October is Breast Cancer Awareness Month, a time to honor those who have fought the disease and to celebrate the strength and resilience of survivors.
While the pink ribbon symbolizes hope and unity, it also highlights the glaring inequities that affect Black women in their battle against breast cancer.
According to the American Cancer Society, Black women are 40% more likely to die from breast cancer compared to their white counterparts. Similarly, the mortality rate for Black women under 50 is double that of white women under the same age bracket, Still, there are a number of Black women who have defied the odds and emerged triumphant in their battle against breast cancer. Here are four famous Black women who have survived breast cancer:
Back in 2007, “Good Morning America” anchor Robin Roberts revealed that she was diagnosed with breast cancer. After discovering her lump during a self-exam, Roberts was open about her fight against breast cancer. Throughout her battle, viewers watched the anchor shave her head and share the ups and downs of chemotherapy, radiation, and surgery.
“I had that moment of: Wow, I can’t believe I’m going through this. Why is this happening to me?” she told NPR. “And my mother … sweetly and gently — said to me, ‘Honey, everybody’s got something.’ And it just really stuck with me.”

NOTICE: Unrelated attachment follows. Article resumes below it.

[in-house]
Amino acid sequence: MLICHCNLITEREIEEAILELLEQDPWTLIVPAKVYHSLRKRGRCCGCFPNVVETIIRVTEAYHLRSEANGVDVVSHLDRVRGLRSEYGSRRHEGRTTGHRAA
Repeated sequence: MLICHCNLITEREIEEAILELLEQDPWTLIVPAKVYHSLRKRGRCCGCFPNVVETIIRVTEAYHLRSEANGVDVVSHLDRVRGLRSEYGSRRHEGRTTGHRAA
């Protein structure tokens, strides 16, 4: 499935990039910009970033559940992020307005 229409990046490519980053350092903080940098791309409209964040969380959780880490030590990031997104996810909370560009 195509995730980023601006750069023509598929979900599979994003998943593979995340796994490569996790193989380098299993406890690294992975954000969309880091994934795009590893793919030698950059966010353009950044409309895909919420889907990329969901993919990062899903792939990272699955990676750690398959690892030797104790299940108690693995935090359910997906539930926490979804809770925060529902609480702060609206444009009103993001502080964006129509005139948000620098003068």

For actress and comedian Wanda Sykes, her breast cancer diagnosis came when she got a breast reduction. Despite both her pre-surgery mammogram and biopsy coming back negative, Sykes learned that she had a noninvasive form of breast cancer, known as ductal carcinoma in situ (DCIS). Ultimately, the comedian decided to undergo a double mastectomy to remove any risks of the cancer progressing or coming back. While the surgery had an impact on her self-esteem, she eventually grew to embrace her new look.
“My scars? I barely see them. I feel whole; I really do,” Sykes told People magazine. “Because every day, I get to say, ‘There’s no cancer.’ I’m healthy, and that’s beautiful.”
Vanessa Bell Calloway
Actress Vanessa Bell Calloway was diagnosed with stage 0 breast cancer, DCIS, at 52 years old. Since undergoing a lumpectomy (which removes the infected breast tissue), mastectomy, and breast reconstruction, Calloway says that surviving breast cancer changed her life.
“I didn’t want to miss life. I decided cancer was not going to ruin me […] Anytime you go through anything so emotional, you learn a lot. I’m very grateful and blessed,” she wrote in a personal essay published by Ebony. “I forget I even had cancer sometimes because I’m so entrenched in the goodness of life. It’s a gift.’
Trinidadian artist Calypso Rose, also known as the queen of Calypso, survived a breast cancer diagnosis in 1996. Twenty-seven years later, the 83-year-old vocalist continues to overcome the odds musically and medically. Soon after her cancer battle, Rose had heart surgery and beat stomach cancer. Then, in 2019, she made history as the oldest artist to perform at the Coachella festival at 78 years old.
“That’s how I know the good Lord still wants me here,” Rose told Billboard, “because I have a job to do: bring joy, peace and harmony to my fans and to the world.”
Haniyah Philogene is a multimedia storyteller and Lifestyle reporter covering all things culture. With a passion for digital media, she goes above and beyond to find new ways to tell and share stories.
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